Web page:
Warning for Sports Fans Who Consume Supplements Due to Kidney and Liver Problems
Brazil has the second highest number of gyms, totaling over nine million gym users in the country and this popularity has also increased the use of dietary supplements. However, the authors of the present study argue that gyms encourage the consumption of dietary supplements, resulting in the potentially unnecessary consumption of these substances.
They say this, coupled with a lack of guidance and oversight for the use of dietary supplements, can lead to overuse, raising concerns about safety, especially with regards to kidney and liver function. Studies on this potential link have so far led to conflicting results.
The current cross-sectional study, conducted by researchers at the University of Santa Cruz do Sul, Brazil, aimed to examine the association between dietary supplement consumption and alterations in markers of liver and kidney function in users of gymnasiums.
Participants in this study were users of 31 gyms in the municipality of Santa Cruz do Sul, Rio Grande do Sul, Brazil. Gym users were asked to take an online dietary supplementation questionnaire and perform biochemical testing by peers and friends at gyms, via email and on social media.
The questionnaire contained closed and open questions divided into 3 sections: 1) socio-demographic characteristics: age, sex and level of education; 2) training habits: duration of exercise, intensity of exercise, type of exercise, additional activities performed; 3) supplement use: supplement use, duration of supplement intake, number of dietary supplements used, who provided the supplement prescription, type of dietary supplements used, reasons for supplement use.
Body mass index (BMI) and fat percentage were also assessed using a full body sensor scale.
Of the total number of gym users (n = 594, 266 men and 328 women, mean age 37 ± 14 years), a subset (n = 242, 114 men and 128 women) also gave samples of blood. Blood collection and anthropometry were performed in the Exercise Biochemistry Laboratory located at the University of Santa Cruz do Sul, Brazil. Blood samples were taken by a specialist in the morning and after a 10-12 hour fasting period.
The markers of liver function (liver function) analyzed were the enzymes alanine aminotransferase (ALT), aspartate aminotransferase (AST, which can be released into the bloodstream when liver cells are damaged), alkaline phosphatase (AKP) and gamma -glutamyltransferase (Gama-GT). The markers of renal function (renal function) analyzed were creatinine and urea (essential for the elimination of residual nitrogen, caused by the metabolism of proteins and amino acids).
Dietary supplements were consumed by 36.0% of gym users. Men had the highest use of dietary supplements (42.5%) and 8.3% reported consuming up to 5 types of supplements.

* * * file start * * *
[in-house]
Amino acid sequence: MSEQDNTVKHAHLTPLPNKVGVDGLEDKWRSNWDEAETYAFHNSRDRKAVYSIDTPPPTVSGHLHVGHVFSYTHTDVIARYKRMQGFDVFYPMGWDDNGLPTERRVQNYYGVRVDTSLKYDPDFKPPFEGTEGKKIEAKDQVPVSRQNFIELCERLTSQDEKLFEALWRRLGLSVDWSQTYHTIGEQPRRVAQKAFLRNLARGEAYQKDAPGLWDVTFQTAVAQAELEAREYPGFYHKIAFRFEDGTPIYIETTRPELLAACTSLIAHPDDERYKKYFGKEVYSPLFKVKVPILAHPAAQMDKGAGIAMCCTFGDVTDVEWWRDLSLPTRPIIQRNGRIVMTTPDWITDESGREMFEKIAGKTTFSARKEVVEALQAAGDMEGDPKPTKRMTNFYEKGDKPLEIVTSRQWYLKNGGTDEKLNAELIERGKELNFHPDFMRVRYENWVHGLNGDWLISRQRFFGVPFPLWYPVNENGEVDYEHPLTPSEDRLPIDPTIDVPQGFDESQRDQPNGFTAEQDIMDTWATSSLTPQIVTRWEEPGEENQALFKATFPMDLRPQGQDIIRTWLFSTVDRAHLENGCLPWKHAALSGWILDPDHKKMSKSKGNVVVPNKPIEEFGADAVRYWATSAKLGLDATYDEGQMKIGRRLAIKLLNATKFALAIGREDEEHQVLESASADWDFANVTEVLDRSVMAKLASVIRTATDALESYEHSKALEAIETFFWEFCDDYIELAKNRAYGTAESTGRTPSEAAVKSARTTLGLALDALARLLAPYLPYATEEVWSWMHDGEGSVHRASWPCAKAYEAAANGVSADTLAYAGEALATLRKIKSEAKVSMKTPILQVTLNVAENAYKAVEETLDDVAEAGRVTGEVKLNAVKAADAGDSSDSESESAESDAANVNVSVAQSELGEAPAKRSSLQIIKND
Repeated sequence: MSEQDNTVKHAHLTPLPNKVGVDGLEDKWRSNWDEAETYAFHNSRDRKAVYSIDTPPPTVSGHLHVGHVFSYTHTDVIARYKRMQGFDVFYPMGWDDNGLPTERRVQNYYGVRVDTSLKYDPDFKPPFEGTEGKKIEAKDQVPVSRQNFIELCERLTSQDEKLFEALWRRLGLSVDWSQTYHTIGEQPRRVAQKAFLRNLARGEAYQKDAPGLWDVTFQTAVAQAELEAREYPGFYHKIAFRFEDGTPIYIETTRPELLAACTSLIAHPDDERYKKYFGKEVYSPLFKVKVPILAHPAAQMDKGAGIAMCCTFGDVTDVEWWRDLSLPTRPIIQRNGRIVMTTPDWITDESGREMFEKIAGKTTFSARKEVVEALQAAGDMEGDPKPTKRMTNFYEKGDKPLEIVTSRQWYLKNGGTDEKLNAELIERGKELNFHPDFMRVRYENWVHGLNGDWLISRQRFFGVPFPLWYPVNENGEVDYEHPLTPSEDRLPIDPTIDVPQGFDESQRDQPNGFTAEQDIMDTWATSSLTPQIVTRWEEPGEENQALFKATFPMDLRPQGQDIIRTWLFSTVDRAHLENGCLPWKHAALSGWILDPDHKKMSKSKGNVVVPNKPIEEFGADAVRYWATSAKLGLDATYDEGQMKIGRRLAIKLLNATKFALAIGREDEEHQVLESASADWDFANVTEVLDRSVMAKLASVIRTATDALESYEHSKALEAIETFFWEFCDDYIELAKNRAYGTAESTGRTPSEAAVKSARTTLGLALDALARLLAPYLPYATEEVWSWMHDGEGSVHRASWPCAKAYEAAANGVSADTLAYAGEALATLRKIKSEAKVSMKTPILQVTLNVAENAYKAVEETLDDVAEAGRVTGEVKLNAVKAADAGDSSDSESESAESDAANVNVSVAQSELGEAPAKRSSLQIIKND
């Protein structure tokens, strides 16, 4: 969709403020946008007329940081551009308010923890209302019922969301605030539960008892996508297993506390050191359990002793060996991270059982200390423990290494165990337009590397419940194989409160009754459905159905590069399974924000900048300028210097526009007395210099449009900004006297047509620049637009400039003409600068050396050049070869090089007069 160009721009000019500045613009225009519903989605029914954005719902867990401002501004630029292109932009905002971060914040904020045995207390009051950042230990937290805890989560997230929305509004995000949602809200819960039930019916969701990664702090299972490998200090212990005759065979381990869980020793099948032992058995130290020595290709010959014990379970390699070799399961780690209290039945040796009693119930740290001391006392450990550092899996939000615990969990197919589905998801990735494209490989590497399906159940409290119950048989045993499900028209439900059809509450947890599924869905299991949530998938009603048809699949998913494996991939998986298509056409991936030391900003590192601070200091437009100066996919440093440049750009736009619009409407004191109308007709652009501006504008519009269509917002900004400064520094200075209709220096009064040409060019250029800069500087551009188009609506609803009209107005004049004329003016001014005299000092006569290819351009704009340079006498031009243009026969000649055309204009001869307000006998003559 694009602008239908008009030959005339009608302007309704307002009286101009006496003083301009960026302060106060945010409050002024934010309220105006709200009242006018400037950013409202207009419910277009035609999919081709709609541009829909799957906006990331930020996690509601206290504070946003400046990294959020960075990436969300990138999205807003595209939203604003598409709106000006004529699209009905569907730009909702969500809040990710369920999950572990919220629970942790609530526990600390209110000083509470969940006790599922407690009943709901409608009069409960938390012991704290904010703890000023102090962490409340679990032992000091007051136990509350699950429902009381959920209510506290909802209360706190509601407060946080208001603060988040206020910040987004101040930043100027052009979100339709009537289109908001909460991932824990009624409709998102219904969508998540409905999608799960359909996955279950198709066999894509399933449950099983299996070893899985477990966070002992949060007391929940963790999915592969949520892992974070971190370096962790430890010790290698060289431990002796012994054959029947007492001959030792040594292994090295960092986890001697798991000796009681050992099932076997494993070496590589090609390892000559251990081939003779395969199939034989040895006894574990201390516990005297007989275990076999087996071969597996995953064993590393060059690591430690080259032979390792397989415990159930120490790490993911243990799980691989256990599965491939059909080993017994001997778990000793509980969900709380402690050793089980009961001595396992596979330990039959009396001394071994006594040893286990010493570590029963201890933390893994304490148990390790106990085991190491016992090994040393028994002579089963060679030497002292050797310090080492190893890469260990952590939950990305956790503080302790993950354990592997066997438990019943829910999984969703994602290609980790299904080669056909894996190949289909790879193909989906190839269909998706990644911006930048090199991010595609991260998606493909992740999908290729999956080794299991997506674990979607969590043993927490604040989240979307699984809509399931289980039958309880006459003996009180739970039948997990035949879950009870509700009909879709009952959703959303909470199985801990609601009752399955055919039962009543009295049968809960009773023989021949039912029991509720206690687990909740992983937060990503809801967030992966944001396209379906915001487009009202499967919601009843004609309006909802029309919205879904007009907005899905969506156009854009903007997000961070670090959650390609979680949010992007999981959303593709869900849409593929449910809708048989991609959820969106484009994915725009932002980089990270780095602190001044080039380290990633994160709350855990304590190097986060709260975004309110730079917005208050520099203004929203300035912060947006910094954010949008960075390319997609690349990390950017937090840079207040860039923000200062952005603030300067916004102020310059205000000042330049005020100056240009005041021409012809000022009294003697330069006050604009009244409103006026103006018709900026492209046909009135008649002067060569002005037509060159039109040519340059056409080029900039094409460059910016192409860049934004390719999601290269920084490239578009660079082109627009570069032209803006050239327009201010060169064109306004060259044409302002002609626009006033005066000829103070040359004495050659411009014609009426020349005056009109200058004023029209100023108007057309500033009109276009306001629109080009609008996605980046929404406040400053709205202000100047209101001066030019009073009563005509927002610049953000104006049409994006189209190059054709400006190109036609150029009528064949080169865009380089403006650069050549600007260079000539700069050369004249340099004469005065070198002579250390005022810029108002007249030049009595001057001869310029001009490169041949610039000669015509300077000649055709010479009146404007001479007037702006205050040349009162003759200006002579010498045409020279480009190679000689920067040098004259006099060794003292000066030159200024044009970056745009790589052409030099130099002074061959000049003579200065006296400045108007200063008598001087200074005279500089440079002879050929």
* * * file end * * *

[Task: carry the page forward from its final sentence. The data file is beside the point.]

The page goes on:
The data obtained revealed that people who took dietary supplements had a higher prevalence of mild alterations in the AST enzyme after adjustments for sex and age OR = 2.57; 95% CI = 1.09-6.07). Likewise, gym users who consumed dietary supplements showed a higher likelihood of mild urea alterations.
The team could not find an association between the number of supplements taken and markers of liver and kidney function.
Other markers of liver function and the creatinine marker were not associated with supplementation.
However, the researchers note that these results should be interpreted with caution. They did not assess food intake, specific supplements, dose completed, or use of other anabolic and androgenic steroids. The data are observational and therefore cannot exclude the possibility that other factors may have contributed to the results. Second, sample size can also be a limitation once there has been sample loss due to poor adherence of participants to performing biochemical tests (40% loss). In addition, the occurrence of changes in liver and kidney markers is low in people who exercise and use supplements, requiring a larger sample to significantly detect changes in these markers.
Third, this study is made up of individuals who received moderate and intense resistance training. Therefore, these results cannot be generalized to non-exercising / sedentary subjects, aerobic trainers, or other populations not examined in this study.
Future studies should further explain the mechanisms related to dietary supplement intake and impaired kidney / liver function.
The report concludes: “Our results showed that gym users who take dietary supplements are more likely to have mild alterations in the enzyme AST and urea. These data may aid in the analysis of future studies and alert patients. health professionals to define their goals and strategies that will help prevent disease and promote health in this population.
“Although our results showed slight alterations in renal and hepatic markers, these results do not indicate kidney and liver damage; however, they do indicate the need for biochemical monitoring of these markers to avoid possible alterations that could jeopardize the health of these people. “
Source: British Journal of Nutrition
Schlickmann, D., Molz, P., Brand, C., Dos Santos, C., Da Silva, T., Rieger, A. and Franke, S.
“Liver and Kidney Function Markers in Gym Users: The Role of Dietary Supplement Use”
doi: 10.1017 / S0007114521003652